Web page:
Q: Speaking of the theme, how do you think dissonance fits into the environmental theme?
A: The only constant is the change in our Earth. We are evolving and devolving. It’s not as if our environment is static. It’s always changing, sometimes for the good, sometimes for the bad.
Q: Thank you. Any closing words?
A: Come and enjoy!
Wednesday, February 22, 2012
Blog posting written by Andrew Ronald, Film, Photography & Visual Arts '15, FLEFF Intern, Mahopac, NY
It has been really exciting for us FLEFF interns to get to know each other, and as a blogger, I took the liberty in getting to know my fellow colleagues I will be working with at the festival. I would like to introduce all you FLEFF activists to the spunky and ambitious Karly Placek, a freshman at Ithaca College majoring in Documentary Studies and Production. Karly is from Monroe, Wisconsin, and if you ever happen to be in the area, she highly recommends Brennan's Market, the cheese store where she works, or just a good field to go cow tipping in.
ANDREW RONALD - What made you interested in becoming a FLEFF intern?
KARLY PLACEK - I was interested in the international aspects of it. I wanted to meet new people from different cultures and share ideas about art and media
AR - On that note, what have your experiences been like so far and have they upheld what made you originally interested in joining FLEFF?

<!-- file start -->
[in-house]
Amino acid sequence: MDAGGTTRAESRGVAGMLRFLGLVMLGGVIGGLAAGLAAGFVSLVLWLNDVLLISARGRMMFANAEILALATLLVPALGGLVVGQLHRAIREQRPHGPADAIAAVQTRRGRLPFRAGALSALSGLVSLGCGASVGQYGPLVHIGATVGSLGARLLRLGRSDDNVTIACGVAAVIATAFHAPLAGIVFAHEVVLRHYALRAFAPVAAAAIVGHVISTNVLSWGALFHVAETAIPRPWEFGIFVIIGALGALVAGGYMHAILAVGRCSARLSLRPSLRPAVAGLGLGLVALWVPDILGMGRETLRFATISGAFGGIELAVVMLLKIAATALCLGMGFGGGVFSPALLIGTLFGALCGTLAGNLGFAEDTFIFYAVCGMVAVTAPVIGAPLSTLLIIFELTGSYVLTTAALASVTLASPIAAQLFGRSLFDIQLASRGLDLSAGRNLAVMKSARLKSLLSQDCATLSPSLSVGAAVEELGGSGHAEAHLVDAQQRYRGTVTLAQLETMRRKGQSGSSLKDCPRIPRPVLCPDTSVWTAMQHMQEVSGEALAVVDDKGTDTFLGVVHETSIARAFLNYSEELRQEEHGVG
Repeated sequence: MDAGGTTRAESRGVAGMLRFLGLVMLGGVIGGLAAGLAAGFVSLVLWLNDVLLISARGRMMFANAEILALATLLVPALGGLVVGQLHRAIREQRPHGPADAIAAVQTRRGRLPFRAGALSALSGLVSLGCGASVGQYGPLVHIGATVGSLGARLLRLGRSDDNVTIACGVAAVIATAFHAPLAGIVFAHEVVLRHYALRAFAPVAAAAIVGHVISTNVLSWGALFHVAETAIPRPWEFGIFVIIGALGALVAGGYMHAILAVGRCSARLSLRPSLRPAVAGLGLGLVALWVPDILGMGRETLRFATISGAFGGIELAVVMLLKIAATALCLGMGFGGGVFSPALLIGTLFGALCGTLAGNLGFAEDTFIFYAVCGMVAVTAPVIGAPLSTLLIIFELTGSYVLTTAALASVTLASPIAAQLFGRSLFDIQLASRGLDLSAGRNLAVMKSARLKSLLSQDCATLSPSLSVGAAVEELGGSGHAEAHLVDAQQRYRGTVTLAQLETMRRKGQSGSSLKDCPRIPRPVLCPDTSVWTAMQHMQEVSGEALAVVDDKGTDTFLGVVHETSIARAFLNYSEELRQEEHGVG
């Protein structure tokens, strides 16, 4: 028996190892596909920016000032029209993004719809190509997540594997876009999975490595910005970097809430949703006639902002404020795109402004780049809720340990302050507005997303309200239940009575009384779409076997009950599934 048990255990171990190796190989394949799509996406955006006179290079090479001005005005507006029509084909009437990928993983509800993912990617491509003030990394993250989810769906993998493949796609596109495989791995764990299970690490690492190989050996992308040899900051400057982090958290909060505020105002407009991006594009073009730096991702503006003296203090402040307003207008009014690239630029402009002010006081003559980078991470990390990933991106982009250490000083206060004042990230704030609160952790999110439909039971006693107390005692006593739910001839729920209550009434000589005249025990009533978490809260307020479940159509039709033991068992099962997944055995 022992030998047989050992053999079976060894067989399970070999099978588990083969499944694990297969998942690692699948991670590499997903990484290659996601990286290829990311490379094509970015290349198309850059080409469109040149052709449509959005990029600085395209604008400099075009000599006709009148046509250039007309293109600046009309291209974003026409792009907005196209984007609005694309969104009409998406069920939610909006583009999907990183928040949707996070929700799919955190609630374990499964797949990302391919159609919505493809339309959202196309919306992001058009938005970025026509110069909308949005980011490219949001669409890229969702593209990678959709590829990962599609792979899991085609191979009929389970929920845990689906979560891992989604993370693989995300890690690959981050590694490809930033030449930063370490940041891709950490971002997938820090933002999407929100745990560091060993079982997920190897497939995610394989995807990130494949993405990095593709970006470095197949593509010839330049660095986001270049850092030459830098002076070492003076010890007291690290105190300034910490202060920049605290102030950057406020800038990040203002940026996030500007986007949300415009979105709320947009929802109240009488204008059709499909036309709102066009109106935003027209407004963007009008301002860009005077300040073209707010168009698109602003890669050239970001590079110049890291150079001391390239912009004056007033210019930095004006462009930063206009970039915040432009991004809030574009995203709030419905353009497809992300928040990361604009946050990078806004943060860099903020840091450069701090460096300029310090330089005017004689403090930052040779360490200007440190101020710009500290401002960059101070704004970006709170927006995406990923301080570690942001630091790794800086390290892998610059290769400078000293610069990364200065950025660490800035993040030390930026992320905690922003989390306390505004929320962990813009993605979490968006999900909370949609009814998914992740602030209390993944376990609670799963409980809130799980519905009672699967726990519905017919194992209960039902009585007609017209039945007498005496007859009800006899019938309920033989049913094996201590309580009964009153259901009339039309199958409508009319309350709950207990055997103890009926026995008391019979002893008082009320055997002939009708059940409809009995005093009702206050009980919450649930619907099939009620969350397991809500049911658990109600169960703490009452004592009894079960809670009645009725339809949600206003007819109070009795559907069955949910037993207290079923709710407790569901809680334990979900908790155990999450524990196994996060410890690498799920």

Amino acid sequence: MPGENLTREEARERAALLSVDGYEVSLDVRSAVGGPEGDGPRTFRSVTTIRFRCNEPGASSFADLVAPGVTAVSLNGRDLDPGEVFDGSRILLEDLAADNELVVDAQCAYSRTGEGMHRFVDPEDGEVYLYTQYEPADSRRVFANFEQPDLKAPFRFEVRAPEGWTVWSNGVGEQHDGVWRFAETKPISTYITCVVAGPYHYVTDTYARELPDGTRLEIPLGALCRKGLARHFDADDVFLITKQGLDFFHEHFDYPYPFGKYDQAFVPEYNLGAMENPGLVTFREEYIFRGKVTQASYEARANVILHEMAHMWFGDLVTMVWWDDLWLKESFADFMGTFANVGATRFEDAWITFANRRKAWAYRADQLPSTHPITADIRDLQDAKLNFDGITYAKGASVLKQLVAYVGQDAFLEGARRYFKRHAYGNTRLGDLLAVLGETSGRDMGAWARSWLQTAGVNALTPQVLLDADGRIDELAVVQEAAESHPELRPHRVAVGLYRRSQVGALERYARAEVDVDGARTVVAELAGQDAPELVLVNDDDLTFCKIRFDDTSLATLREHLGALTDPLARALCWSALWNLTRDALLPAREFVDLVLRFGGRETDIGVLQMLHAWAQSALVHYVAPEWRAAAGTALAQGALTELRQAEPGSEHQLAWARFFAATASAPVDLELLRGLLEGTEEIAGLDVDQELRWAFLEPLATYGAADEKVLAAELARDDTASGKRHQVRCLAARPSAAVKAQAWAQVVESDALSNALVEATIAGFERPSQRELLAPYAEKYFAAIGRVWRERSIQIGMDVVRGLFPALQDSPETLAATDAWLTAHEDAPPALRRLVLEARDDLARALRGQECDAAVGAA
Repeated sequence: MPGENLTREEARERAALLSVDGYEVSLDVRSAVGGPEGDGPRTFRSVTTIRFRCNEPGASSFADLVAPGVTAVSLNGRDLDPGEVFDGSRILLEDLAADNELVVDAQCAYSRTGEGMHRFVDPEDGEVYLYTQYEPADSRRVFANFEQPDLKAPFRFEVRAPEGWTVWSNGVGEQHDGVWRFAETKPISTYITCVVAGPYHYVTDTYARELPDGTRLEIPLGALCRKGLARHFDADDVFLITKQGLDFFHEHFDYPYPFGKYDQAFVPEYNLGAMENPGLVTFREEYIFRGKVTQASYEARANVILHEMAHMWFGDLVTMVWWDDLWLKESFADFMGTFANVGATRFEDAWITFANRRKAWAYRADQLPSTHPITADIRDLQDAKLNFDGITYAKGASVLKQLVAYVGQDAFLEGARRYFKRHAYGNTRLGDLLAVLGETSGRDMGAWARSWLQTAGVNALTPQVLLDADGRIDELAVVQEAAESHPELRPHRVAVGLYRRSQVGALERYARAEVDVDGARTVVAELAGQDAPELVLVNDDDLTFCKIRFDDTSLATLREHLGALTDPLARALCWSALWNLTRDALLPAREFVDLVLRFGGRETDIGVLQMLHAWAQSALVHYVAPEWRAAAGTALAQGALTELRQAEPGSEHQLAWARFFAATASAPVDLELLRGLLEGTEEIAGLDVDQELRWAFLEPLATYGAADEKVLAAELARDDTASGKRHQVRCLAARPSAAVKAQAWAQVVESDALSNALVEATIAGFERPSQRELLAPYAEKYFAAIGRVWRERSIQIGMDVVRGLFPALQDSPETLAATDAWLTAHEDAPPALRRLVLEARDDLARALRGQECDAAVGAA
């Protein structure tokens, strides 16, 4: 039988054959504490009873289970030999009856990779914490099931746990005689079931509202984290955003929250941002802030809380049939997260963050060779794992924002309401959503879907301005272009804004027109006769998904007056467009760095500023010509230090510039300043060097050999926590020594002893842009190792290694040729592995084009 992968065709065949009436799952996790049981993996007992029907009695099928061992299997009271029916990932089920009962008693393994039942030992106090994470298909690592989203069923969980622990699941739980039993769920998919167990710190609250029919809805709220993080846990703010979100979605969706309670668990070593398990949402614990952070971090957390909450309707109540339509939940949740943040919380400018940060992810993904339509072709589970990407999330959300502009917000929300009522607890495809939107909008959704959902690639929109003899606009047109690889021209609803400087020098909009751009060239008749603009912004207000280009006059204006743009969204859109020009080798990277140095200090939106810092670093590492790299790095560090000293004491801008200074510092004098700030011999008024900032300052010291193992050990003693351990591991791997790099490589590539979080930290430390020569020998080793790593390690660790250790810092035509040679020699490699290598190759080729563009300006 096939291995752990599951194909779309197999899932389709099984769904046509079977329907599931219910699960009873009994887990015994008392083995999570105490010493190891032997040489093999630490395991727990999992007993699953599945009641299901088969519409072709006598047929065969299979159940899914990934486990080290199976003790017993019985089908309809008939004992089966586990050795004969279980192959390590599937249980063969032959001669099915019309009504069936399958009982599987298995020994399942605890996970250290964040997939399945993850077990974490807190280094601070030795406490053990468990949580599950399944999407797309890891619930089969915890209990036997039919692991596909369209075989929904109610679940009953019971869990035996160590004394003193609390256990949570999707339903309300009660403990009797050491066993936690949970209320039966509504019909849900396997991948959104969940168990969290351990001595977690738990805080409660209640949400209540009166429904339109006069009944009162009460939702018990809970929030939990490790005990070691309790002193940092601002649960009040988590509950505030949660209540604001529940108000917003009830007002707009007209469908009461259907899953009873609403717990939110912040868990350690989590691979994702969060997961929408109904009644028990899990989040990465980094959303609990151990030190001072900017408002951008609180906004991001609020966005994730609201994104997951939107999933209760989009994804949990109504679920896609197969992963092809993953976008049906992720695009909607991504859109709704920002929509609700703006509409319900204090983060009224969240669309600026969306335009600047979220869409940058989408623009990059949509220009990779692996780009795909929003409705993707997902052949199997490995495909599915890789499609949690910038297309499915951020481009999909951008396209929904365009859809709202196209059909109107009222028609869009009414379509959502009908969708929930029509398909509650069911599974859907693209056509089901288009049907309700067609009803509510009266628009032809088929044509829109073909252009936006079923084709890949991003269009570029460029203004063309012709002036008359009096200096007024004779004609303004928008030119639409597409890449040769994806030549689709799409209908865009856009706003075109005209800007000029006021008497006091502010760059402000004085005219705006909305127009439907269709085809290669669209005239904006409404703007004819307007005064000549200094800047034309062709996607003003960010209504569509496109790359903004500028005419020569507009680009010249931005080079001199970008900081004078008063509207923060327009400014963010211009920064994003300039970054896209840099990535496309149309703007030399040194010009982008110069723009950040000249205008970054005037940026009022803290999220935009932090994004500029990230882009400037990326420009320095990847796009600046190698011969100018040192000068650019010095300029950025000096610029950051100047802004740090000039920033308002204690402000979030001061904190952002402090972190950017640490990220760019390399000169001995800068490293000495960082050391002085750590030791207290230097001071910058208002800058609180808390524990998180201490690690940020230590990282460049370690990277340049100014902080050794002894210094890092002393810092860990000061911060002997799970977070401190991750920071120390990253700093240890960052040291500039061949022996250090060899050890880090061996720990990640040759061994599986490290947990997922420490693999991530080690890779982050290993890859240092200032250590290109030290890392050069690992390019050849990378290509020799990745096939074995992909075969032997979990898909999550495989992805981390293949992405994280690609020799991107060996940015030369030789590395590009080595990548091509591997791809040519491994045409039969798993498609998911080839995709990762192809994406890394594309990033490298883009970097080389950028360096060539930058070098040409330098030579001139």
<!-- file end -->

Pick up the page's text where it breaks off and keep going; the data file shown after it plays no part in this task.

KP - I like getting the chance to meet other kids at different schools [on campus] that I normally wouldn’t collaborate with. It has been interesting to brainstorm different ideas for the festival with them. These students come from such different backgrounds and I think it’s really great that we all get the chance to work together.
AR - Because FLEFF explores the theme of microtopias this year, how would you define this term in your own words?
KP - To me, microtopias are places that are created when people understand that ideas aren’t necessarily accepted in society as a whole. They are, in fact, created on a smaller scale to unite people with comment interests.
AR - How effectively do you think the interns this year are promoting FLEFF through social media and other forms of communication?
KP - I think FLEFF interns this year are doing a good job about getting the word out about FLEFF. Not only are they utilizing Facebook and Twitter, but they are working on promoting public relations via word of mouth, posters and stickers.
AR - The screening of Oka! kickstarted the FLEFF experience unofficially last Sunday. What did you think of the film and the director?
KP - I absolutely loved it, and I think that has to do a lot with my global interests. Anything about Africa sparks my interest and I am personally an active member of Invisible Children, a club that aims to resolve conflicts in Africa. Having the director there brought me so much insight that I had never experienced in a film before. She really served as an example that I could emulate in the future with my own personal filmmaking career and anthropological exploration.
AR - What are you most looking forward to?
KP - I am most interested in meeting the directors and brainchildren behind international films and new media projects. I want to get advice from them and see what my career could actually be like in the real world. They have a lot to offer and I have a lot to learn.